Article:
Playing in their 7th straight conference championship game, an NFL record, the Patriots look to secure their 7th Super Bowl appearance since 2001. As stated before, Bill Belichick and Tom Brady have had incredible success against the historic franchise.

The Patriots offense sputtered last week against a top defensive unit, so look for quarterback Tom Brady to get back on track after a dreadful game. The Patriots skill position players are mostly banged up, so Brady is going to have to put 110% in this game.

The running game is key for the Patriots offense in this game. In their regular season matchup earlier in the year, the former Steeler running back LeGarrette Blount had 24 carries for 127 yards, averaging 5.3 yards/carry, and adding two rushing touchdowns.

The production on the ground was fantastic, but it allowed the Patriots to perform a lot of play action in the game, constantly freezing the linebackers and safeties, and allowing Brady plenty of time to throw in the second half of the game.

The second key for the Patriots offense is their offensive line. As they learned the hard way during last year’s AFC championship game against the Denver Broncos, when Brady is getting hit on almost every pass play, the Patriots chances of winning diminish significantly. Against emerging pass rusher Bud Dupree, and 38 year old linebacker James Harrison, the tackles will have their work cut out for them.

On defense, the main focus for them should be to stop running back Le’Veon Bell. His patience, and ability to accelerate in a moment’s notice makes Bell an incredibly tough running back to defend. Lucky for the Patriots, their defensive tackles, Alan Branch and Malcolm Brown, both make their money by being able to swallow double teams, and wreak havoc in the backfield.

Branch and Brown both rank 9th and 17th in run defense, respectively, among a qualified 115 interior defensive linemen, which has led to the Patriots run defense to rank third in the league. The Pittsburgh offensive line is a tough challenge, so this should be a fun matchup to watch in the trenches.

Antonio Brown is the best wideout in the league, and has torched the Patriots in recent meetings. They have mostly placed Malcolm Butler on an island against him, and while Butler is a top cornerback in the league, it would not be wise to put anyone on an island against Brown.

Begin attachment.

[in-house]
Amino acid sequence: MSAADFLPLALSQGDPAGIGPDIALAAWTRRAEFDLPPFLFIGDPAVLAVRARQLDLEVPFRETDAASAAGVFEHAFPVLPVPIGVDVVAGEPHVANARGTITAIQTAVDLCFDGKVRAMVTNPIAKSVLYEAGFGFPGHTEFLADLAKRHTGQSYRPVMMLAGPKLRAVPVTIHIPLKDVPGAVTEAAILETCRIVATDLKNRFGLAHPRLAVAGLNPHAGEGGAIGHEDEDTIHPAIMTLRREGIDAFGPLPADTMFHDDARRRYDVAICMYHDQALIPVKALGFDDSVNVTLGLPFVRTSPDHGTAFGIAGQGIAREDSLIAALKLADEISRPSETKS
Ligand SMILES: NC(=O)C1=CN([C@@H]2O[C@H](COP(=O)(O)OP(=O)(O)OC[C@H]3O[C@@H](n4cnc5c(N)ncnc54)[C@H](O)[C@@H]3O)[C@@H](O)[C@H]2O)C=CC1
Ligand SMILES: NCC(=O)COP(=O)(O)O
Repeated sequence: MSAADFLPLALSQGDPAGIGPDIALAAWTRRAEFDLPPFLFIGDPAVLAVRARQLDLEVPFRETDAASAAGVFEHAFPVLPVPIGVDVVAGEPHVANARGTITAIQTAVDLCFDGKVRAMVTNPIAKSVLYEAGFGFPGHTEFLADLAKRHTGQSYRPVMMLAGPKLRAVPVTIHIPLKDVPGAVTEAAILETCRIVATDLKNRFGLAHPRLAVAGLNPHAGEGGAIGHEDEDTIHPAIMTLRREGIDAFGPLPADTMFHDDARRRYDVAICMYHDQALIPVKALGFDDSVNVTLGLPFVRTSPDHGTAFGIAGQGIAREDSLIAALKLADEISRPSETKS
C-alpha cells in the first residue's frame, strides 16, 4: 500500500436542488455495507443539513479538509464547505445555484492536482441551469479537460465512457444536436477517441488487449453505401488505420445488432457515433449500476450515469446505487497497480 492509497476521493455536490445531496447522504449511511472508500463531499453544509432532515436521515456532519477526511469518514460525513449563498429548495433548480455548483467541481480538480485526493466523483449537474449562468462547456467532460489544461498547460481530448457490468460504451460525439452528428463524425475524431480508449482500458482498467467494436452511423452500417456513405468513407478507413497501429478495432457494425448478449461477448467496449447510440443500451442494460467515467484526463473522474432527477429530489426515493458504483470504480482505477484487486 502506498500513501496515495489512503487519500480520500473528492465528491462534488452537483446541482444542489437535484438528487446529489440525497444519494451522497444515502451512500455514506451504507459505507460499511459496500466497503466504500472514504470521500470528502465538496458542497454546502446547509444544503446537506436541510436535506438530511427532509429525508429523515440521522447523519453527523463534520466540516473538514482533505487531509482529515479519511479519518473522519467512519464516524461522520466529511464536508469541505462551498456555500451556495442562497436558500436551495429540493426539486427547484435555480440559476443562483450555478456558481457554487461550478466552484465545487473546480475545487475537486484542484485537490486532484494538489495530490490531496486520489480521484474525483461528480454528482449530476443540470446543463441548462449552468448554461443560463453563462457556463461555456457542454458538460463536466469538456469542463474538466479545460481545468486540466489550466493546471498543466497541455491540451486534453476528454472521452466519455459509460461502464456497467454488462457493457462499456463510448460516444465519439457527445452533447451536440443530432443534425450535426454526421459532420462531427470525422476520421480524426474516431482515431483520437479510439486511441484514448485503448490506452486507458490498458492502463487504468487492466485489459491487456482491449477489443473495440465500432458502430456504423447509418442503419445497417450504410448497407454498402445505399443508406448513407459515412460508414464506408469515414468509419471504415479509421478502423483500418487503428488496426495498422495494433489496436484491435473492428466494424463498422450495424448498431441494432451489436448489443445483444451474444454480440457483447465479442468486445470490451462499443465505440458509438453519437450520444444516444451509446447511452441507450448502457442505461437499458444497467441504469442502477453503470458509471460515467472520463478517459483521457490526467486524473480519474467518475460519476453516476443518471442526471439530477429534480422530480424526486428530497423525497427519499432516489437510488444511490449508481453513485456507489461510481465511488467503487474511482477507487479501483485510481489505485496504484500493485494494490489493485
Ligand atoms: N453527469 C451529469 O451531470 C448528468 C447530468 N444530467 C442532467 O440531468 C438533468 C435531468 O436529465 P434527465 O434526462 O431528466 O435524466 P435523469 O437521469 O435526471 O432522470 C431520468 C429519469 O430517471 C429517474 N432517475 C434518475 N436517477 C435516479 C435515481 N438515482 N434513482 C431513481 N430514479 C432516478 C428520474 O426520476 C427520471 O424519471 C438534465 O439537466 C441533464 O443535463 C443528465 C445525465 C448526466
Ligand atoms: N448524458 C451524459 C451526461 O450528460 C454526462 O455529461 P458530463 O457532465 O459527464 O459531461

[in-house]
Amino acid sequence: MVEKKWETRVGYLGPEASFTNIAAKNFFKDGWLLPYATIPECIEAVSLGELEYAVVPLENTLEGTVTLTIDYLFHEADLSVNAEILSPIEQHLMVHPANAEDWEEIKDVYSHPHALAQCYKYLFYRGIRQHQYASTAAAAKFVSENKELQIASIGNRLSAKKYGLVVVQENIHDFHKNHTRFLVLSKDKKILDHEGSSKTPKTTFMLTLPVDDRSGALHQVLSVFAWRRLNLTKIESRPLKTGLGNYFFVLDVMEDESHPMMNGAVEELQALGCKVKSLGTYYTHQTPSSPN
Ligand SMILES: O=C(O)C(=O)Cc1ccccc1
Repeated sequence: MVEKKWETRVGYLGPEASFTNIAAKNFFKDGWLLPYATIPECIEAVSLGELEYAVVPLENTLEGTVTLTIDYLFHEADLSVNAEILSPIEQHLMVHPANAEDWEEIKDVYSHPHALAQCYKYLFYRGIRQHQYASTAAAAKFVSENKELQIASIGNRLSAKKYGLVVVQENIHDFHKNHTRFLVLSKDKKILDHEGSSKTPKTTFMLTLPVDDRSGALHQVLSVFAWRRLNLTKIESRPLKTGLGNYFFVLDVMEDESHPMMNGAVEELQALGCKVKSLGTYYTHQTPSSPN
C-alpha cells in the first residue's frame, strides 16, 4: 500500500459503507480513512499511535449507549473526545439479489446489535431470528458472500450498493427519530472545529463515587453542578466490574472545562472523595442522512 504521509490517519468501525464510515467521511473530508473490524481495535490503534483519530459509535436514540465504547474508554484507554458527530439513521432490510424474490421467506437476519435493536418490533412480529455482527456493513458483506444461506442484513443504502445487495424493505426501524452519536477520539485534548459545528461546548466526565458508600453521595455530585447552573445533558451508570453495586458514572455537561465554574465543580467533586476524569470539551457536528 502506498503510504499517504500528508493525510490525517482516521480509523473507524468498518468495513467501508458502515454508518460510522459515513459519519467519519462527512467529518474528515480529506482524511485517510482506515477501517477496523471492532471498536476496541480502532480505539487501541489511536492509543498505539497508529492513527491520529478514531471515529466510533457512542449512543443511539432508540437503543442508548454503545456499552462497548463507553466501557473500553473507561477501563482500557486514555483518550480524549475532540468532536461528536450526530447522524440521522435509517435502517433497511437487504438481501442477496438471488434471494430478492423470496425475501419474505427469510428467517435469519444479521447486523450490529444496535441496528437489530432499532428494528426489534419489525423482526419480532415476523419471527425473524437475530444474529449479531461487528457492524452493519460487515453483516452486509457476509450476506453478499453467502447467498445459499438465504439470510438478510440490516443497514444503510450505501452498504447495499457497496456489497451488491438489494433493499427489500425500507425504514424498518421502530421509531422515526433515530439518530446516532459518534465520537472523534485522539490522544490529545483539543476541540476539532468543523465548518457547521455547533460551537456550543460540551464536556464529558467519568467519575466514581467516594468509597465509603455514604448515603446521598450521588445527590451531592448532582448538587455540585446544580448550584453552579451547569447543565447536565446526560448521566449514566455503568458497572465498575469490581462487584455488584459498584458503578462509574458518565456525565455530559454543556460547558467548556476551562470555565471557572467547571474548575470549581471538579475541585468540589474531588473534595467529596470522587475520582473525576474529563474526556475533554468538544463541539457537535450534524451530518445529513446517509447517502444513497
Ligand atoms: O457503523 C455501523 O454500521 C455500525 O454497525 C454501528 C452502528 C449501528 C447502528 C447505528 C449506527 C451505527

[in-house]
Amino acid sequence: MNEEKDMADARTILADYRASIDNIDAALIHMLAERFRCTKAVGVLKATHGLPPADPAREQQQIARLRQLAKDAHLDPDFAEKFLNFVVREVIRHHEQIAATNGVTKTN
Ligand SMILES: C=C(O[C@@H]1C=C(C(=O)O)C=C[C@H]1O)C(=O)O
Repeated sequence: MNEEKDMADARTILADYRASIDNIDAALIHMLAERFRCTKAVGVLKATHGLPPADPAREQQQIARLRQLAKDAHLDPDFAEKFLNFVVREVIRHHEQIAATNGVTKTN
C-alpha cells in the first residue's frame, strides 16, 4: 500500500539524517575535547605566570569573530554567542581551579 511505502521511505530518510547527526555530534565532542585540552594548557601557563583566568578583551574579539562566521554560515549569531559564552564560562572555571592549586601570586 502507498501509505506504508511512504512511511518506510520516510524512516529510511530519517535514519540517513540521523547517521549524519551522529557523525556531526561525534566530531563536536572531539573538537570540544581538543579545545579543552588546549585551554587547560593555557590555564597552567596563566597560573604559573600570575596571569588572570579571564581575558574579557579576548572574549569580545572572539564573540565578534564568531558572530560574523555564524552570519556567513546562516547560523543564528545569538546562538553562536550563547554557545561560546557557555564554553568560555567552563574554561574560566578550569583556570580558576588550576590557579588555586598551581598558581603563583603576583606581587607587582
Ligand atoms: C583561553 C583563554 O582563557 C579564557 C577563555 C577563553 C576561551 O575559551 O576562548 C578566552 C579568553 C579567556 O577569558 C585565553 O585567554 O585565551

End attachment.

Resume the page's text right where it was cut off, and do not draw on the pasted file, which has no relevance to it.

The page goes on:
The Patriots have often put cornerback Logan Ryan in man to man coverage against top wideouts, and put safety help over the top, so Ryan can play man under and eliminate the short routes, while the safety takes away the deep routes. Obviously, easier said than done, but it has been an effective strategy for the Patriots in the past.

As previously stated, Big Ben has not been good on the road, to put it mildly. If the Patriots defense wants to continue that trend, they must get pressure on the quarterback. Emerging defensive end Trey Flowers has been playing out of his mind in the second half of the season, so he is a key player in this game.

Defensive coordinator Matt Patricia has also been calling more aggressive game plans in the second half of the season, sending extra rushers from a ton of different positions. He must continue this to not allow Big Ben an extended amount of time in the pocket.

The Bottom Line

This should be a close matchup between two physical teams, and both of the quarterbacks will be the key to the game. For the Steelers, they need to effectively run the ball and stop the run on defense, so they can set up obvious passing downs, and try to get to quarterback Tom Brady.

On the other side, it is key for the Patriots to play turnover-free football, and not give the ‘Killer B’s’ extra possessions, especially in their own territory. On defense, Le’Veon Bell should be priority number one, and set up bracket coverage on wideout Antonio Brown.